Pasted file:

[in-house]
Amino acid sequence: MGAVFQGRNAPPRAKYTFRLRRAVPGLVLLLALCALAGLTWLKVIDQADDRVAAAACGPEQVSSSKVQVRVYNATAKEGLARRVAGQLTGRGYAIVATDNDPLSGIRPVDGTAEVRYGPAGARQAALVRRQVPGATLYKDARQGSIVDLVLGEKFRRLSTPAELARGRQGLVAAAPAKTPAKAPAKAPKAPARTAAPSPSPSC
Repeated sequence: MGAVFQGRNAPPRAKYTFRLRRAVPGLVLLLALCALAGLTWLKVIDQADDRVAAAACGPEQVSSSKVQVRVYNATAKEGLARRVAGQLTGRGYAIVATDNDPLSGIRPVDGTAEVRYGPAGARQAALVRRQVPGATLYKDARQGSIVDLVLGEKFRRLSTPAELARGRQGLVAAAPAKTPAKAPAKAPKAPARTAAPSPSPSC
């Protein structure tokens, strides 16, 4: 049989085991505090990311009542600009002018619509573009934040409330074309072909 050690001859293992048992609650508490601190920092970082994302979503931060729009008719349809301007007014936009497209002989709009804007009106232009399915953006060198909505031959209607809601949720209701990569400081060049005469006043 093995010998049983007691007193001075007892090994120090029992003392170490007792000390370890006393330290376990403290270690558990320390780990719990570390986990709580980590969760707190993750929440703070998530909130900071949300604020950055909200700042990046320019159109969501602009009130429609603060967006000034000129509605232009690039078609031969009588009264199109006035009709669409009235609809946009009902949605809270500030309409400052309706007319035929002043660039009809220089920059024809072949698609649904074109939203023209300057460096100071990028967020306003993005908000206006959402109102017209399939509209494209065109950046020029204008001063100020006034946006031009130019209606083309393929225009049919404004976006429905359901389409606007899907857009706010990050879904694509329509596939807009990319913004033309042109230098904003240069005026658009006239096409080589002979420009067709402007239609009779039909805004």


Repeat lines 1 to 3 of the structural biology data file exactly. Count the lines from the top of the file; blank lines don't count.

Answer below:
[in-house]
Amino acid sequence: MGAVFQGRNAPPRAKYTFRLRRAVPGLVLLLALCALAGLTWLKVIDQADDRVAAAACGPEQVSSSKVQVRVYNATAKEGLARRVAGQLTGRGYAIVATDNDPLSGIRPVDGTAEVRYGPAGARQAALVRRQVPGATLYKDARQGSIVDLVLGEKFRRLSTPAELARGRQGLVAAAPAKTPAKAPAKAPKAPARTAAPSPSPSC
Repeated sequence: MGAVFQGRNAPPRAKYTFRLRRAVPGLVLLLALCALAGLTWLKVIDQADDRVAAAACGPEQVSSSKVQVRVYNATAKEGLARRVAGQLTGRGYAIVATDNDPLSGIRPVDGTAEVRYGPAGARQAALVRRQVPGATLYKDARQGSIVDLVLGEKFRRLSTPAELARGRQGLVAAAPAKTPAKAPAKAPKAPARTAAPSPSPSC